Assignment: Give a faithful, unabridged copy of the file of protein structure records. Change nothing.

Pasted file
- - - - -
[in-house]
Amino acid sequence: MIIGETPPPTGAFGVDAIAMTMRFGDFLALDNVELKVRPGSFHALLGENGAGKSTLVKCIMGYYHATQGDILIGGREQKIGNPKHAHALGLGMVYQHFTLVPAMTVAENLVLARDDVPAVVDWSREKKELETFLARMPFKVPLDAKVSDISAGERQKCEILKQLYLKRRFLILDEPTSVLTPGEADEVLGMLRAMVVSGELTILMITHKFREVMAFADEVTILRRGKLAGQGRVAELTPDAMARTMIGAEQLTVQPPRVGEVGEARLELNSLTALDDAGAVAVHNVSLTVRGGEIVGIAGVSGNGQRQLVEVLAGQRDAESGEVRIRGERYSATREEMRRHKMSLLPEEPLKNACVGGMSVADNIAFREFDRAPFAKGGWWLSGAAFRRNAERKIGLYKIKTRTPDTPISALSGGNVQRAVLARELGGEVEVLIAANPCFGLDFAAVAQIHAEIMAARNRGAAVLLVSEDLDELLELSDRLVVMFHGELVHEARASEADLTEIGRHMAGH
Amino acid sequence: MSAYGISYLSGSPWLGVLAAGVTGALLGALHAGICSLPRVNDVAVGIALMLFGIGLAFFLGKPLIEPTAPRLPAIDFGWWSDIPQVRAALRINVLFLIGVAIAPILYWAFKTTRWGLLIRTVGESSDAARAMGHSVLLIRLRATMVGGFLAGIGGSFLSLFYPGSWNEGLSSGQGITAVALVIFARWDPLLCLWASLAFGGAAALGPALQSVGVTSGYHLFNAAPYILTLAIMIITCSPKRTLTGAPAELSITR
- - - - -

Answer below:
[in-house]
Amino acid sequence: MIIGETPPPTGAFGVDAIAMTMRFGDFLALDNVELKVRPGSFHALLGENGAGKSTLVKCIMGYYHATQGDILIGGREQKIGNPKHAHALGLGMVYQHFTLVPAMTVAENLVLARDDVPAVVDWSREKKELETFLARMPFKVPLDAKVSDISAGERQKCEILKQLYLKRRFLILDEPTSVLTPGEADEVLGMLRAMVVSGELTILMITHKFREVMAFADEVTILRRGKLAGQGRVAELTPDAMARTMIGAEQLTVQPPRVGEVGEARLELNSLTALDDAGAVAVHNVSLTVRGGEIVGIAGVSGNGQRQLVEVLAGQRDAESGEVRIRGERYSATREEMRRHKMSLLPEEPLKNACVGGMSVADNIAFREFDRAPFAKGGWWLSGAAFRRNAERKIGLYKIKTRTPDTPISALSGGNVQRAVLARELGGEVEVLIAANPCFGLDFAAVAQIHAEIMAARNRGAAVLLVSEDLDELLELSDRLVVMFHGELVHEARASEADLTEIGRHMAGH
Amino acid sequence: MSAYGISYLSGSPWLGVLAAGVTGALLGALHAGICSLPRVNDVAVGIALMLFGIGLAFFLGKPLIEPTAPRLPAIDFGWWSDIPQVRAALRINVLFLIGVAIAPILYWAFKTTRWGLLIRTVGESSDAARAMGHSVLLIRLRATMVGGFLAGIGGSFLSLFYPGSWNEGLSSGQGITAVALVIFARWDPLLCLWASLAFGGAAALGPALQSVGVTSGYHLFNAAPYILTLAIMIITCSPKRTLTGAPAELSITR